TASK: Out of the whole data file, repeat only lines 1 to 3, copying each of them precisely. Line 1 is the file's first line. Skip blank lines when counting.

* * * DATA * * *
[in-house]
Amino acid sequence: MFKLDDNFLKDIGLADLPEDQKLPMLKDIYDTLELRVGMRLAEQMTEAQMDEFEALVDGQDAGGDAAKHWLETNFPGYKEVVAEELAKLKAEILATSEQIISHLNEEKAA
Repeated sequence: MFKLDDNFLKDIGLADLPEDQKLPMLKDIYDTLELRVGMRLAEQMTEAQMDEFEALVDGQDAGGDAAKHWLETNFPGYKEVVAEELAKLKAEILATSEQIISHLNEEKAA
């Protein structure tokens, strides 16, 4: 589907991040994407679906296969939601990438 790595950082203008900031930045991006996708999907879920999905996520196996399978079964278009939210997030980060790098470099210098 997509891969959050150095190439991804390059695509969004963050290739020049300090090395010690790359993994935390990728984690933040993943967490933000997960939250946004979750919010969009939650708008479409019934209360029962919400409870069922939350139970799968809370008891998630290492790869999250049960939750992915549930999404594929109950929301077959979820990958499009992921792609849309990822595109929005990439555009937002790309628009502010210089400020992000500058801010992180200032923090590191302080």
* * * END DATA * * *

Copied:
[in-house]
Amino acid sequence: MFKLDDNFLKDIGLADLPEDQKLPMLKDIYDTLELRVGMRLAEQMTEAQMDEFEALVDGQDAGGDAAKHWLETNFPGYKEVVAEELAKLKAEILATSEQIISHLNEEKAA
Repeated sequence: MFKLDDNFLKDIGLADLPEDQKLPMLKDIYDTLELRVGMRLAEQMTEAQMDEFEALVDGQDAGGDAAKHWLETNFPGYKEVVAEELAKLKAEILATSEQIISHLNEEKAA